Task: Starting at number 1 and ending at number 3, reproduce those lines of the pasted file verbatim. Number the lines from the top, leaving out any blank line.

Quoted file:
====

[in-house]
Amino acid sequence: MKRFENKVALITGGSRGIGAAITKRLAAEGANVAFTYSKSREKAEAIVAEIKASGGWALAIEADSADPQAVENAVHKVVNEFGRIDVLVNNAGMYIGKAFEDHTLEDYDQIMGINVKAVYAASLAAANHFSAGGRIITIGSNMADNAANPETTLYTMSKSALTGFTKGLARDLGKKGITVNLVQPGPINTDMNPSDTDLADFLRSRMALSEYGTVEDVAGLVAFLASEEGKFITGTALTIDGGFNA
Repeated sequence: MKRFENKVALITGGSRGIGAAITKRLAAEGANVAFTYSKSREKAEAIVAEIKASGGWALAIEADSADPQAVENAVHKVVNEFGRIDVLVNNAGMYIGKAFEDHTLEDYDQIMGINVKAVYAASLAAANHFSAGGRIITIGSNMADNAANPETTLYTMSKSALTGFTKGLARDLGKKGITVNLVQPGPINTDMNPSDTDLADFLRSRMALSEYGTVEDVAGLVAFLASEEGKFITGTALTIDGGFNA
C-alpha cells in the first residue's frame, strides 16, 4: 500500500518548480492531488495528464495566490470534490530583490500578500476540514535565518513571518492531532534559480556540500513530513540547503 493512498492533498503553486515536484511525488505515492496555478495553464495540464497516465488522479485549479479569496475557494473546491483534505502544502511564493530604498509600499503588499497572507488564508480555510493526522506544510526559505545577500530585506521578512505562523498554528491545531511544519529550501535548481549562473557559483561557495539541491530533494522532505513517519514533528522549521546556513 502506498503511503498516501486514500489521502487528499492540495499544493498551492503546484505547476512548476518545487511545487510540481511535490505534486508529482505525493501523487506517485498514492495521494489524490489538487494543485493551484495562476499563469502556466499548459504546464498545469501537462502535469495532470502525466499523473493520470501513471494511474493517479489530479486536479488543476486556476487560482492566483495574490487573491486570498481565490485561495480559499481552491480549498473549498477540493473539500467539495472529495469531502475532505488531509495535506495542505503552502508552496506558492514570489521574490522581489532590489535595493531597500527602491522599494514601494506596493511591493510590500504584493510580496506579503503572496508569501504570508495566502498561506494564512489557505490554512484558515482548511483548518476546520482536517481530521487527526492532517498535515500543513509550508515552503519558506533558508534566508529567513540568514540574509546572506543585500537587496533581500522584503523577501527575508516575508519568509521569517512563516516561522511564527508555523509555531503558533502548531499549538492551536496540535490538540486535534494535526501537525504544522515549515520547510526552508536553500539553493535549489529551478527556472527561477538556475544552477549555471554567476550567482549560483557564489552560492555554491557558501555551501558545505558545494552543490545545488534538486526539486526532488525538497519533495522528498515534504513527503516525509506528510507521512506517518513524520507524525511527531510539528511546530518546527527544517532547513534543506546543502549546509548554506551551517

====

[in-house]
Amino acid sequence: MKRFENKVALITGGSRGIGAAITKRLAAEGANVAFTYSKSREKAEAIVAEIKASGGWALAIEADSADPQAVENAVHKVVNEFGRIDVLVNNAGMYIGKAFEDHTLEDYDQIMGINVKAVYAASLAAANHFSAGGRIITIGSNMADNAANPETTLYTMSKSALTGFTKGLARDLGKKGITVNLVQPGPINTDMNPSDTDLADFLRSRMALSEYGTVEDVAGLVAFLASEEGKFITGTALTIDGGFNA
Repeated sequence: MKRFENKVALITGGSRGIGAAITKRLAAEGANVAFTYSKSREKAEAIVAEIKASGGWALAIEADSADPQAVENAVHKVVNEFGRIDVLVNNAGMYIGKAFEDHTLEDYDQIMGINVKAVYAASLAAANHFSAGGRIITIGSNMADNAANPETTLYTMSKSALTGFTKGLARDLGKKGITVNLVQPGPINTDMNPSDTDLADFLRSRMALSEYGTVEDVAGLVAFLASEEGKFITGTALTIDGGFNA